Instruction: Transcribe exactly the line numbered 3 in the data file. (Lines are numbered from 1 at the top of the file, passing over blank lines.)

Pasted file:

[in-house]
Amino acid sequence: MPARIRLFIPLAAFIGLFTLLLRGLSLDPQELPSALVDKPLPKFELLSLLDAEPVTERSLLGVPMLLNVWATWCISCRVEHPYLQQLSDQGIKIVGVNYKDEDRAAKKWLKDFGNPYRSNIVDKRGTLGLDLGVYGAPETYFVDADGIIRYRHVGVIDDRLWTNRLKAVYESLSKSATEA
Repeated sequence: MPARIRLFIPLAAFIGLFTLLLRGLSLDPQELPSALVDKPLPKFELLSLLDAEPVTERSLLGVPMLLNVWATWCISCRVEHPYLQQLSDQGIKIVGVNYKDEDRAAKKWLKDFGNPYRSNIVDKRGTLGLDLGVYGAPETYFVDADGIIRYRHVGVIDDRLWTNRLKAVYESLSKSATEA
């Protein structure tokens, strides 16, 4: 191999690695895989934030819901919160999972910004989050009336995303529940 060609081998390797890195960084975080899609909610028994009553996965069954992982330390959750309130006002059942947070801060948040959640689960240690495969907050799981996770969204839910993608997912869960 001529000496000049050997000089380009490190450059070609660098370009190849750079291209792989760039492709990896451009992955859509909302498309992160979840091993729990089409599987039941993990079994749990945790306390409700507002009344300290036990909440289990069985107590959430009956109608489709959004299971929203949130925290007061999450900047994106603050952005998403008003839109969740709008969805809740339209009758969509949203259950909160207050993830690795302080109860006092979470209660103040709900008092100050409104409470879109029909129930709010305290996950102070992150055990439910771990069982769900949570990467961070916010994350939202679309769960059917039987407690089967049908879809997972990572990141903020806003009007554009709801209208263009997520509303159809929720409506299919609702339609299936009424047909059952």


Repeated sequence: MPARIRLFIPLAAFIGLFTLLLRGLSLDPQELPSALVDKPLPKFELLSLLDAEPVTERSLLGVPMLLNVWATWCISCRVEHPYLQQLSDQGIKIVGVNYKDEDRAAKKWLKDFGNPYRSNIVDKRGTLGLDLGVYGAPETYFVDADGIIRYRHVGVIDDRLWTNRLKAVYESLSKSATEA